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Letter from Jean Baptiste Petry to Richard Caswell
Petry, Jean Baptiste
July 27, 1786
Volume 18, Pages 693-695

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MR. PETRY TO GOV. CASWELL.
[From Executive Letter Book.]

Charleston, 27th July, 1786.

Sir:

I have the Honor to enclose you a copy of our Sentence in the affair between Frederick Rheinsward & Xavier Martin, concerning the French horse of J. J. Coulougnac, residing at New York, by which Xavier Martin has been condemned to pay to the said Frederick Rheinsward the sum of £589 14/ 11d with Carolina currency, Balance of his own current account sent to J. J. Coulougnac, at New York, the Copy of which is also enclosed hereto, and the said Frederick Rheinsward was to receive from the said Xavier Martin a bill of Exum of £88 5/, and to pay to him the said amount eight days after the delivery of the whole, with one sum of £47 17/ for his expences and another of £7 5/ 9d for payment of duties made to the State, allowed to him by the aforesaid sentence, in deducting from those Sums 27 pounds due by Messrs Ogden and J. J. Coulougnac which has been left to the account of the said Martin.

By that sentence we have preserved the right to the said Martin to prosecute the said Coulougnac for the payment of his Salaries at the rate of fifty Guineas a Year, which Sum was promised him, or to give us sufficient proof that such a sum has been granted to him.

The said Martin has refused till now to comply to the execution of our sentence & but a small part of the produce announced in his current Account has been found, the rest having been employed by him, as it appears, to his Benefit. I beg your Excellency to give immediate Orders to any officer of the State to Execute, Aid and Assist to put into execution our sentence against the said Martin by any mode you will think proper. He claims some salaries, but I have in my own hands a copy of a Memorandum written by said Coulougnac on the 29th December, 1785, that he was to give to the said Martin only his Table and Lodging, and is indebted to him in the sum of 44 pounds, New York Currency, which Sum must be brought against him and added to the £589 14/ 11d if he has a letter of the said Coulougnac fixing or granting him Salaries I will

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make no difficulties to pay them to him when he will have complied with our Sentence, as I wrote to him myself.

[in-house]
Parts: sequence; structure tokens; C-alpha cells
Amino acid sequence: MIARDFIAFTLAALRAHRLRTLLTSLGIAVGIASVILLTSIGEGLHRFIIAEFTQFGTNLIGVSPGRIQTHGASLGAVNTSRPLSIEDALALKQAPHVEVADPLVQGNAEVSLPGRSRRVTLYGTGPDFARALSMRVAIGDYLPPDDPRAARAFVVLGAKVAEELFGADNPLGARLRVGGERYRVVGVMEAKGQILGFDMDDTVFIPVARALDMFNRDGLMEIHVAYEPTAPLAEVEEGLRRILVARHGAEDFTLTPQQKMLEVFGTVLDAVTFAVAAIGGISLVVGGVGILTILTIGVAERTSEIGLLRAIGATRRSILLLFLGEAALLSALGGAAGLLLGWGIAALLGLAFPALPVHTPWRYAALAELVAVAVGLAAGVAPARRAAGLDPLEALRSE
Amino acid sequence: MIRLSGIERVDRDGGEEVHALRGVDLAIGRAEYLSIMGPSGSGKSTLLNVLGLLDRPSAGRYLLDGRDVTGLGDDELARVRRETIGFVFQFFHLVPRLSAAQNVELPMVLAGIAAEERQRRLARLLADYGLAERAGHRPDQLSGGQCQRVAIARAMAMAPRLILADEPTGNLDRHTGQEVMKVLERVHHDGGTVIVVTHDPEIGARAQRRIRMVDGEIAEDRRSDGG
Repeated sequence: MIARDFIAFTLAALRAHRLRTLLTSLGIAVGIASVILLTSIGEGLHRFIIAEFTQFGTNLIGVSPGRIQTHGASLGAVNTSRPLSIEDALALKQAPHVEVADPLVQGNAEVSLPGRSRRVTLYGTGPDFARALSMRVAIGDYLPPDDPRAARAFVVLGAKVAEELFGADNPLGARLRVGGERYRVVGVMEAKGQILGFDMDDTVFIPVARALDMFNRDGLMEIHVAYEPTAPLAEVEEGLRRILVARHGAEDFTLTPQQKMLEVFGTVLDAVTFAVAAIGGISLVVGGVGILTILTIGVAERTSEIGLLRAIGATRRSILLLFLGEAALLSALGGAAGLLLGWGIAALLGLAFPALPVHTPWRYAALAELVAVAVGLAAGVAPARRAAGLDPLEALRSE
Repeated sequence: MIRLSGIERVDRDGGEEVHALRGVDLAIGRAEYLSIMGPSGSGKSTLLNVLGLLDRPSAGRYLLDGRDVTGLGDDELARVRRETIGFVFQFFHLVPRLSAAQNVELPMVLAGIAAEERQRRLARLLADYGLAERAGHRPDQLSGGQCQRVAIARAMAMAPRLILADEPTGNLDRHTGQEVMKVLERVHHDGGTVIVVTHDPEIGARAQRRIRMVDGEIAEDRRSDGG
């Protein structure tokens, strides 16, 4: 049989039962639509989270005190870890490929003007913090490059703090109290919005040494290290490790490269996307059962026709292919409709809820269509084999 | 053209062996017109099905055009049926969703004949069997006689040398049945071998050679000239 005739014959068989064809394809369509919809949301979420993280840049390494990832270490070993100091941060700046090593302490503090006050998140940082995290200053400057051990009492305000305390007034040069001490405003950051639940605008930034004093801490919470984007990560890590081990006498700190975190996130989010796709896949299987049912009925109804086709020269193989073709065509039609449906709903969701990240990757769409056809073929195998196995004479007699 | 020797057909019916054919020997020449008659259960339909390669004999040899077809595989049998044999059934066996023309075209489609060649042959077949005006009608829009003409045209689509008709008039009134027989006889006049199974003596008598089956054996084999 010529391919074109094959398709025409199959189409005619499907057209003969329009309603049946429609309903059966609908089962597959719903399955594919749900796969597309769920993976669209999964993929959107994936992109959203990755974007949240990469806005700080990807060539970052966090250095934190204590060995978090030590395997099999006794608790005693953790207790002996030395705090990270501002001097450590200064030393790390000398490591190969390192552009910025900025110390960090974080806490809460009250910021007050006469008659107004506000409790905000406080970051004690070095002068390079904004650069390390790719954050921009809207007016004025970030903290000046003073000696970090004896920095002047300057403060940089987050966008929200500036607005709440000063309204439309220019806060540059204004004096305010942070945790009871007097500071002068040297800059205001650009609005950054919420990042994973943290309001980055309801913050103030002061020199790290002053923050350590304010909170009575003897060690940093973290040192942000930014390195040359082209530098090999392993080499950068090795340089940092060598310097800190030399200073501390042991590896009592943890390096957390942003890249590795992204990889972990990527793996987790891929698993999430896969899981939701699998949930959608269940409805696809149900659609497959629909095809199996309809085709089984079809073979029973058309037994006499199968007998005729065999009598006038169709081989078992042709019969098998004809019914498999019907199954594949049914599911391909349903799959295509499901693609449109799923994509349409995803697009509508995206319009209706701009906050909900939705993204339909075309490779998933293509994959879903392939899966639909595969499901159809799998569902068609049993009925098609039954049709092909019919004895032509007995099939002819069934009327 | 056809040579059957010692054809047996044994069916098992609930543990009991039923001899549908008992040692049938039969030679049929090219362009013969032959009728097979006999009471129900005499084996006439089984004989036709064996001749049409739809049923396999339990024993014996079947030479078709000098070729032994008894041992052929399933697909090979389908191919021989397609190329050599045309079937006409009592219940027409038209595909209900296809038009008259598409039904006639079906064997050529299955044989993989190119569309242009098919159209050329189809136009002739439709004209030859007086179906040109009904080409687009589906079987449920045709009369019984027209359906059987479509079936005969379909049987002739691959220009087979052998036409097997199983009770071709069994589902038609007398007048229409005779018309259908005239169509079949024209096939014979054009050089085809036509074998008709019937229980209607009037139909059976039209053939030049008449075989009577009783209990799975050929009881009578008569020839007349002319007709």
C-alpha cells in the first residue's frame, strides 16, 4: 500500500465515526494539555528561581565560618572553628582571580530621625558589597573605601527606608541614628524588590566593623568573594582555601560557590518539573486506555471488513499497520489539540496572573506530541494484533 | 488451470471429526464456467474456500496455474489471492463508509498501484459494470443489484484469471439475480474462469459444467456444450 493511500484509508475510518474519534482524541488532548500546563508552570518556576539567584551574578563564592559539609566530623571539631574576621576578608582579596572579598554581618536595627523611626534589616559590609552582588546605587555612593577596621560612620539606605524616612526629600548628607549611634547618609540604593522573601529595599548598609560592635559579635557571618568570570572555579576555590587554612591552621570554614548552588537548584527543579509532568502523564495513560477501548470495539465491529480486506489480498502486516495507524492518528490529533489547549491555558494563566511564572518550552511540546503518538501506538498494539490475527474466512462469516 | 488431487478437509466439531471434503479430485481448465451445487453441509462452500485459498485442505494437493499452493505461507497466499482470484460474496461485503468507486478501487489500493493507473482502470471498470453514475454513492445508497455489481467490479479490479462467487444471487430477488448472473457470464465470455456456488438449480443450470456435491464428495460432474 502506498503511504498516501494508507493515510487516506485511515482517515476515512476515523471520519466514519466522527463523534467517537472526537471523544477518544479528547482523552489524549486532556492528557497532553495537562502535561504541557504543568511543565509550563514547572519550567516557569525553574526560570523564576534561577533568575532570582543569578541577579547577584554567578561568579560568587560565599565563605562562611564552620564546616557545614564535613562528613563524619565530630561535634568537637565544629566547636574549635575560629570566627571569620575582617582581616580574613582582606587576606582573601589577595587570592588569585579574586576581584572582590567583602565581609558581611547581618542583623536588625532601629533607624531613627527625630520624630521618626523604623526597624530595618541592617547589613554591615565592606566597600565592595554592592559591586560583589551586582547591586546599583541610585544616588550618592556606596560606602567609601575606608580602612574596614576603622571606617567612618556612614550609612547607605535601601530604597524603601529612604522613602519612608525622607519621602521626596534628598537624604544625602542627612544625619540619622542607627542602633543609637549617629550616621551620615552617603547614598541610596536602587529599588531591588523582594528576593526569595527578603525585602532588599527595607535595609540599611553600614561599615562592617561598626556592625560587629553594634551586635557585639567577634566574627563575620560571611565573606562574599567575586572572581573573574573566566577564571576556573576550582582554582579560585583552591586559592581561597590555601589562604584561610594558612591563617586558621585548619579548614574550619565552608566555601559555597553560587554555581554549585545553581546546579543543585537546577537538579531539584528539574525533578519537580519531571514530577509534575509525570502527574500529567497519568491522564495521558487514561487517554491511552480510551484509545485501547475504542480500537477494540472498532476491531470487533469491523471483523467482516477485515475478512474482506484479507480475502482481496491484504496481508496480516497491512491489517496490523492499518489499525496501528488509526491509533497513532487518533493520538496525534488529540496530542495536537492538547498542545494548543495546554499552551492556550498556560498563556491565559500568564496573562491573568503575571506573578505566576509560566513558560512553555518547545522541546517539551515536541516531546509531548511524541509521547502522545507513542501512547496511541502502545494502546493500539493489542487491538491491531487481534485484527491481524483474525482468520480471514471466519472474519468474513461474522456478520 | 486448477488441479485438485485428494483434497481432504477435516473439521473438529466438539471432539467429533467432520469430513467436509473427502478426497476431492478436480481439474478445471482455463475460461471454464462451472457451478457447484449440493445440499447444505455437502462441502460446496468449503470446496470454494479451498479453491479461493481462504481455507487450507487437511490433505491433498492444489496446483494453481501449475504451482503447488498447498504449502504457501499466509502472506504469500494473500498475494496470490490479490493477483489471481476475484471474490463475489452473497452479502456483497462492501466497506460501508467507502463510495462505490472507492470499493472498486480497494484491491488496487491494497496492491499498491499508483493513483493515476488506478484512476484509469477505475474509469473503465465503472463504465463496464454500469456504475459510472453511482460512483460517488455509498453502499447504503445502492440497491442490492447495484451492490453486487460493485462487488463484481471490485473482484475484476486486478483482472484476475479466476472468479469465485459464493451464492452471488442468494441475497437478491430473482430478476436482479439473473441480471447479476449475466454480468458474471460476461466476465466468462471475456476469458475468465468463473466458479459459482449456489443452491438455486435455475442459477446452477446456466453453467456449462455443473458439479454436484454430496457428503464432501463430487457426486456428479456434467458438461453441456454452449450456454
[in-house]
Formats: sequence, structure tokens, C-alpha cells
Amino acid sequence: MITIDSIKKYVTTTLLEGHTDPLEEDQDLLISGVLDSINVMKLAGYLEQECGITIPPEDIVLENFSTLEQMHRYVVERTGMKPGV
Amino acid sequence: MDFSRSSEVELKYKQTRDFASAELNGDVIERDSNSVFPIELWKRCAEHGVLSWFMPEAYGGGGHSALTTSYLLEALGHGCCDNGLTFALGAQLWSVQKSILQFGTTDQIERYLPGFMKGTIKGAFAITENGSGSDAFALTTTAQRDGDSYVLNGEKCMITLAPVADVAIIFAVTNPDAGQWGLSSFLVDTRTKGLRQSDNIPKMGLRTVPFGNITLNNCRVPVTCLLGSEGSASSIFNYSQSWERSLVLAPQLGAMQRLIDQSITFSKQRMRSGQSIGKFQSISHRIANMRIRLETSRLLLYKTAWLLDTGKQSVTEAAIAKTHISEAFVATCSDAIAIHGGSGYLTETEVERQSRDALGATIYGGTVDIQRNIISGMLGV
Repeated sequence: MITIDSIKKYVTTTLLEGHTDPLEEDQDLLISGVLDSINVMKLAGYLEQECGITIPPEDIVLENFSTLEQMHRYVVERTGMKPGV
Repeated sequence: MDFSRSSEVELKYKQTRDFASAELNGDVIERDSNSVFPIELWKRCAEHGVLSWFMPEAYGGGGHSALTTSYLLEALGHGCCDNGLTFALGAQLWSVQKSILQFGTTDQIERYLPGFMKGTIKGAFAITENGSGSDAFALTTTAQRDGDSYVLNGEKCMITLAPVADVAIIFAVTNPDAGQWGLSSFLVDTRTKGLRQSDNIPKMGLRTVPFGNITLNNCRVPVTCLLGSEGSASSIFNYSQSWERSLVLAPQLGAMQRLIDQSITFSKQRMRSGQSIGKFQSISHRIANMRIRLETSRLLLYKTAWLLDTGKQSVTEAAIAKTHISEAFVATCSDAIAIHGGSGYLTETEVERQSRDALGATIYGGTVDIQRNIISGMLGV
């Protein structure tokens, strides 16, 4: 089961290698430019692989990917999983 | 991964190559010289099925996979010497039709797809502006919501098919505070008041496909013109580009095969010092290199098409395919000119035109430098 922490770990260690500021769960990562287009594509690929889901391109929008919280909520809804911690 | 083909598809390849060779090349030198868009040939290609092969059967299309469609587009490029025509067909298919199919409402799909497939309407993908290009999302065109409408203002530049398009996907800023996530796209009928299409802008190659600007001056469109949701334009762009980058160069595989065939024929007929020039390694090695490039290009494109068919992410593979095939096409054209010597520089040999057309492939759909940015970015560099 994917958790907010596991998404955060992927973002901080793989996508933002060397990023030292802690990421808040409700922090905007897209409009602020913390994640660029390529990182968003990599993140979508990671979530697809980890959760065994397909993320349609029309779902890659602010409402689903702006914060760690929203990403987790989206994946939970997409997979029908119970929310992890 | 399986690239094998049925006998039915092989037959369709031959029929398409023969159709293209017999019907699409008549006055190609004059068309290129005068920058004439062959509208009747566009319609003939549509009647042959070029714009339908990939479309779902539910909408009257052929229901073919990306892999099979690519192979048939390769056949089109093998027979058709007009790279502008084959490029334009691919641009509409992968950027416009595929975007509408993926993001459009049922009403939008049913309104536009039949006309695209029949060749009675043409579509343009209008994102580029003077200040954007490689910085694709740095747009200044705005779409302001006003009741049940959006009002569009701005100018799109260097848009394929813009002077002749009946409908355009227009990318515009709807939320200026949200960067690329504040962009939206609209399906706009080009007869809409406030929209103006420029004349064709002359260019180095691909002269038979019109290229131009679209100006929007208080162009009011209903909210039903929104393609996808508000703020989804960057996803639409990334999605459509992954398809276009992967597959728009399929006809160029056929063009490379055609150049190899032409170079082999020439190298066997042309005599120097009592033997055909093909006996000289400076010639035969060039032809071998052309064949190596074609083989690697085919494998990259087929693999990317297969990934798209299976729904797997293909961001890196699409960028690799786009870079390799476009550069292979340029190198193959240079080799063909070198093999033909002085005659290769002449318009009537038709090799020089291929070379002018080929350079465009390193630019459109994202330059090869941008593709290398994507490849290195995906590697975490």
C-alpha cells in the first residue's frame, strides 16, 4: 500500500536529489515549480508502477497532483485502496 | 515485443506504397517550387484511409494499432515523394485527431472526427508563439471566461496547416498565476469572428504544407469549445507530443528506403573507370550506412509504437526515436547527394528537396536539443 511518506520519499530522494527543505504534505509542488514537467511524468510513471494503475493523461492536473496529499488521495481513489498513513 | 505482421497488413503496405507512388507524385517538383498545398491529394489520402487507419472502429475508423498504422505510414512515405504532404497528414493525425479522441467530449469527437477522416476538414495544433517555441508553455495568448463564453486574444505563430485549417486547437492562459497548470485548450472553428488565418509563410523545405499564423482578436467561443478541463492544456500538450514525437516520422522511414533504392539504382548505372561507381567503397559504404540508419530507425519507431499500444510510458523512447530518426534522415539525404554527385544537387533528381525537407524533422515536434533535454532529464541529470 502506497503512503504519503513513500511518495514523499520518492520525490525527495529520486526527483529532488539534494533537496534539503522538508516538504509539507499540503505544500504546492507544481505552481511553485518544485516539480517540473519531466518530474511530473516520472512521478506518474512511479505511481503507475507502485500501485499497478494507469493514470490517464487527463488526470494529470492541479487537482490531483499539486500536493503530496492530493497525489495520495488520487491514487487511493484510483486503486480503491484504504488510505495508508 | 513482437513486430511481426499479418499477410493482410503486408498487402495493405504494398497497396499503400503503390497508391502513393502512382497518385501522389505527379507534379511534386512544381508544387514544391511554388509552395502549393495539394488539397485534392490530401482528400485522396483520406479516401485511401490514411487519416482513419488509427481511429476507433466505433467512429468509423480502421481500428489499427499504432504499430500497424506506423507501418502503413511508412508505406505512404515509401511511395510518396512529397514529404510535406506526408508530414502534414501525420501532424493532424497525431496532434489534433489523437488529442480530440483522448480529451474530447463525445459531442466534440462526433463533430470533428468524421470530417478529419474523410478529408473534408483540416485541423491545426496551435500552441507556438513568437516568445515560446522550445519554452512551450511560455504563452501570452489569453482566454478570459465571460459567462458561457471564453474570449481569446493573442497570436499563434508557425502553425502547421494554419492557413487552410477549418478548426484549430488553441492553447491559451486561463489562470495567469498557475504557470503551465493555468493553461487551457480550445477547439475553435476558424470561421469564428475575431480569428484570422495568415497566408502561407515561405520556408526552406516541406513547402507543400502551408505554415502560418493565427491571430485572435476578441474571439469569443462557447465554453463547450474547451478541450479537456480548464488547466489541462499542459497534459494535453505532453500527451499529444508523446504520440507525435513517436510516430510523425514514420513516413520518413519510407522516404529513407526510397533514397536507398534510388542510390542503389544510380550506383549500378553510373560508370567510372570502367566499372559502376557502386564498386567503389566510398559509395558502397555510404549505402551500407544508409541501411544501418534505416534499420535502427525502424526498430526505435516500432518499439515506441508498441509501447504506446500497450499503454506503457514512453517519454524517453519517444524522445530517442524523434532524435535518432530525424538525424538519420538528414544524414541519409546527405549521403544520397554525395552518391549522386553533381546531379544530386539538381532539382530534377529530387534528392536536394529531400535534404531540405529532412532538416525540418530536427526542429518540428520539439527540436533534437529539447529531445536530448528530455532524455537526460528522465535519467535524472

Moreover, the said Martin has to furnish an Account of the Sale of the following Articles, viz:

2 ps Cambrick (£1 /120) French Livres.
3 do Muslin (£1 /230) prime cost.
1 ps Rateen.
1 do flannel.

I hope your Excellency will be so good as to enforce, at the same time, the said Martin to give an Account of the Sale of those Articles and to make the immediate payment of the price they have been sold for.

T. T. Coulougnac died some time in March & by my Office I am the Administrator of any French Estates when they die abintestate, in consequence of which I let it be known to Frederick Rheinsward that his powers as Attorney were Null and Void by the Death of the said Coulougnac, & to bring his accounts and deliver to me the Sums or bills he had Received for the said Estate. He has done neither. While he brought in an account to me since, though I have forbidden him to sell or dispose of anything belonging to said Estate, it appears by his letters and by a protest made at New Bern on the Eleventh of this Month, which I have received, that he has sold the Bill of Ben Exum at the loss of 40 per Cent. and he intends to Sell some more Articles, if I don't send him 70 pounds in six days from the date of his protest. Your Excellency is so sensible of the impropriety, irregularity of such proceedings, and such a conduct as to stop the Effects of it in any Matter whatsoever is, is allowed to a power of attorney not to give an Account of his Expences; only I want such sum of money, &c. I dare say it is not the Opinion of your Excellency the said Rheinsward should have brought to me his account at Wilmington or deposited it at New Bern in the hands of Mr. Henrion, that I Authorize to give you a proper discharge and should have returned to New York in April or May, when I paid his Expences. Such is the Meaning of all my Letters to him; I will Submit to your Opinion whether the Expences made by the said Rheinsward since the day that I paid them off at a trifle less must be reimbursed to him or not. His delays are of his own fault & of Martin; on no point of view the Estate of T. T. Coulougnac should pay the Expences attending them.

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I shall have the honor to observe to your Excellency that the said Martin, if he has disposed of any produce announced in his current Account, cannot be required to give or buy some of the same kind, & he must pay them at the price fixed in the said current Account. It is a breach of trust which the Law of every Nation punishes Most Severely. The Account enclosed hereto will Shew the amount of the Sum due by Xavier Martin, that of the Sale of other Articles mentioned in this Letter excepted.

Messrs. Henrion & Constanten, French Merchants at New Bern, will give a proper discharge to the Officer of the State Ordered by You to Execute our Sentence for anything given to them, as I give them power by this so to do.

I am with the greatest regard, Sir,
Your Excellency's mo. humbl. & mo. ob. Servt.,
PETRY.